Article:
George Bernard Shaw, the English writer never said the following: “The United States and Great Britain are two countries separated by a common language.” In his published works there’s no record that he ever said this but still, people give him credit for this quote.
Oscar Wilde, another Brit with a gift for a clever line, is attributed with, “We have really everything in common with America nowadays, except, of course, language.”
The larger point - there can be confusion and misunderstanding within what is called one language. For some Americans traveling in England, an English translation might be necessary to understand what the locals are saying.
Or when someone in Australia says the word, “barbie”, an American might think of the doll that can be dressed in an endless array of clothing styles. They’d be wrong. For Australians ‘barbie’ means barbequed meat.
Here’s a fun post found on 20 Australian Words That Mean Something Totally Different in the U.S.
And an American or Australian might need an English translation of these 20 British Words That Mean Something Totally Different in the U.S. Among, “shag”, “rubber”, “hooker” and “pants” there are plenty of ways to have embarrassing misunderstandings with words we think we understand.
What do all of these amusing examples mean for a business person looking to market internationally? That’s where things get serious. But the idea of needing an English translation for content in English is not far fetched. You cannot assume that common language in one country will be understood or have the same connotations in a different country.
To illustrate: You’ll enjoy this video that underscores how we often don’t understand each other, even when we speak a common language.
The beautiful ways different cultures sign emails, from the BBC’s website. (the British take on international affairs and culture is always a fun read) This piece highlights how our cultural differences in writing emails can have real repercussions in the business world.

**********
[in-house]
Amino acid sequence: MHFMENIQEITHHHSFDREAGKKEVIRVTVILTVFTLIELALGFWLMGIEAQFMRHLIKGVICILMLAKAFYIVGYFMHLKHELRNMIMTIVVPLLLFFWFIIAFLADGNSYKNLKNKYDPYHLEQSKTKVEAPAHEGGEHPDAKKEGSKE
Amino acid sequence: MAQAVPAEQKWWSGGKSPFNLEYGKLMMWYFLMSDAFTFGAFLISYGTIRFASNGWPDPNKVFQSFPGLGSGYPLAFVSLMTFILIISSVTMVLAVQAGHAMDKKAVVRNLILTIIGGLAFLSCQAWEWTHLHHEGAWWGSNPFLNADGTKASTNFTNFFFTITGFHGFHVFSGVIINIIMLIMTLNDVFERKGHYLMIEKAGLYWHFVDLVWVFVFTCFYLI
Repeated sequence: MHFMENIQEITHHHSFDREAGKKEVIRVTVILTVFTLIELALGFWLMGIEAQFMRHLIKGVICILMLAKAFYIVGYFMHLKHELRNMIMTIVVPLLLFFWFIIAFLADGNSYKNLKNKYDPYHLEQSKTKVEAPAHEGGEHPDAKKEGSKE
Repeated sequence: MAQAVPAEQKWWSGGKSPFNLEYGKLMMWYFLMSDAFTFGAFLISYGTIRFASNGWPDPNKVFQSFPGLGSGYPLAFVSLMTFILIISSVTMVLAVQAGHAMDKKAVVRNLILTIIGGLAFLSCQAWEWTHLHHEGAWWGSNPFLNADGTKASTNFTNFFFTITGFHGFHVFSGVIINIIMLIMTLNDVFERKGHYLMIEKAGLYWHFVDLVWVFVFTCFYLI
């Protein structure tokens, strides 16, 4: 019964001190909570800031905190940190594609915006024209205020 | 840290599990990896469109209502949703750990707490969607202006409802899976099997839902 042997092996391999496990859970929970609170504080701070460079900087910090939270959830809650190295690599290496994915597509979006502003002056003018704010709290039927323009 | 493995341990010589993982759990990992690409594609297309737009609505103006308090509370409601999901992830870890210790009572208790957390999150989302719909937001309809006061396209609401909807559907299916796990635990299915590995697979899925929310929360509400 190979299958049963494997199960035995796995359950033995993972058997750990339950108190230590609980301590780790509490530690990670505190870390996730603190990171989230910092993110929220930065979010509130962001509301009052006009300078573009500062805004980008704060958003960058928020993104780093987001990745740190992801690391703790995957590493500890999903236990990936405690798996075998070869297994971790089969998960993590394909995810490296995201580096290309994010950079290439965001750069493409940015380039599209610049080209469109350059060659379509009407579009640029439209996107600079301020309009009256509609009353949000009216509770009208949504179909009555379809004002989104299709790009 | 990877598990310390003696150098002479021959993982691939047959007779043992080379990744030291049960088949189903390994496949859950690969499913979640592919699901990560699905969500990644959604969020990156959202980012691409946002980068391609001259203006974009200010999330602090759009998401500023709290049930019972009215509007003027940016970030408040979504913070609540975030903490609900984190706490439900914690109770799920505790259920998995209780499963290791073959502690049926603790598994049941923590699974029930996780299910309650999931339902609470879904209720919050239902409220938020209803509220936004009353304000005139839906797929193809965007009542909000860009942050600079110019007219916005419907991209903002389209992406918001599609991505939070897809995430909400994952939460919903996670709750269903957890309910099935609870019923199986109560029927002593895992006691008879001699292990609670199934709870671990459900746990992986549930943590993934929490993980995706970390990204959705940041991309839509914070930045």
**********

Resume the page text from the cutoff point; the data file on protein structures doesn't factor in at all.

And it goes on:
You could easily alienate a client or be misunderstood by a coworker. Being in the U.S. - New York City in specific - you wouldn't give a second thought to signing a letter, “Regards,”. But after reading this article you might realize that what some consider to be a pleasant tip-of-the-hat can be read as aloof and impolite in other English speaking locales. Since that would never be the intention, it is safer to sign off with “Best regards” or “Kind regards” or maybe even a “Warm regards”.
In taking a company to market in other countries, understanding nuance in a language is critical. No one cares what you meant to say if your language is understood as saying something else. And that’s the risk one encounters when dealing with other cultures. Something said innocently can be taken badly.
MotaWord’s co-founder, Evren Ay, when writing about localizing your content put it best: Speak to Global Customers in Their Own Language.
Imagine going to Amazon.com and trying to shop in a different language. Talk about a poor user experience! No sensible company does that in 2019. A company that’s serious about globalizing will, on average, translate their content into 32 different languages. That’s not merely considerate. It’s good business.
So here’s some advice on entering new markets. One, localize your content. Use an expert with knowledge of the local market, language, and customs for business communications. And second, go that next step by learning how to communicate one-on-one with your customers in that market. This is a must-have and not a nice-to-have. You’ll need to know how people communicate in writing to be effective with customer service and any in-country partners.
Where are we? Ah yes! In the U.S.A. No English translation is necessary.
PS - At MotaWord we truly understand how to localize your content and would love to take that task off of your hands. See how affordable we can be.